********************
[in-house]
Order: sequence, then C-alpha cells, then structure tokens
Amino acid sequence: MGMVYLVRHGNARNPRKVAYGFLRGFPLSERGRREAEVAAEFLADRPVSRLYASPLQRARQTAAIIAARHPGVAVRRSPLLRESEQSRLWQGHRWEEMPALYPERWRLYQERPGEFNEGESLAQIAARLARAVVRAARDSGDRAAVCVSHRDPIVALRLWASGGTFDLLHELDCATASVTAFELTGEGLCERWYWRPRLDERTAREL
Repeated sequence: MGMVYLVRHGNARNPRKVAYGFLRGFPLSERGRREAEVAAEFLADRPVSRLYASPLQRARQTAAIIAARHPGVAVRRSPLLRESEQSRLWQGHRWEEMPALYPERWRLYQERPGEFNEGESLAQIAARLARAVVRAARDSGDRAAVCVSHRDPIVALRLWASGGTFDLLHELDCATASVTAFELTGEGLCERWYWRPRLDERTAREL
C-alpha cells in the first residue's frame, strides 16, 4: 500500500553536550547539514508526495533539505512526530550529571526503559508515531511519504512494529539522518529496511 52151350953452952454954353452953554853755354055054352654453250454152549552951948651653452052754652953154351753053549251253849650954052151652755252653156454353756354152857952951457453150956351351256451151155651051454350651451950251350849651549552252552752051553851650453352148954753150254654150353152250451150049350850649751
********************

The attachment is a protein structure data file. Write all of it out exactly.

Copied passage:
[in-house]
Order: sequence, then C-alpha cells, then structure tokens
Amino acid sequence: MGMVYLVRHGNARNPRKVAYGFLRGFPLSERGRREAEVAAEFLADRPVSRLYASPLQRARQTAAIIAARHPGVAVRRSPLLRESEQSRLWQGHRWEEMPALYPERWRLYQERPGEFNEGESLAQIAARLARAVVRAARDSGDRAAVCVSHRDPIVALRLWASGGTFDLLHELDCATASVTAFELTGEGLCERWYWRPRLDERTAREL
Repeated sequence: MGMVYLVRHGNARNPRKVAYGFLRGFPLSERGRREAEVAAEFLADRPVSRLYASPLQRARQTAAIIAARHPGVAVRRSPLLRESEQSRLWQGHRWEEMPALYPERWRLYQERPGEFNEGESLAQIAARLARAVVRAARDSGDRAAVCVSHRDPIVALRLWASGGTFDLLHELDCATASVTAFELTGEGLCERWYWRPRLDERTAREL
C-alpha cells in the first residue's frame, strides 16, 4: 500500500553536550547539514508526495533539505512526530550529571526503559508515531511519504512494529539522518529496511 52151350953452952454954353452953554853755354055054352654453250454152549552951948651653452052754652953154351753053549251253849650954052151652755252653156454353756354152857952951457453150956351351256451151155651051454350651451950251350849651549552252552752051553851650453352148954753150254654150353152250451150049350850649751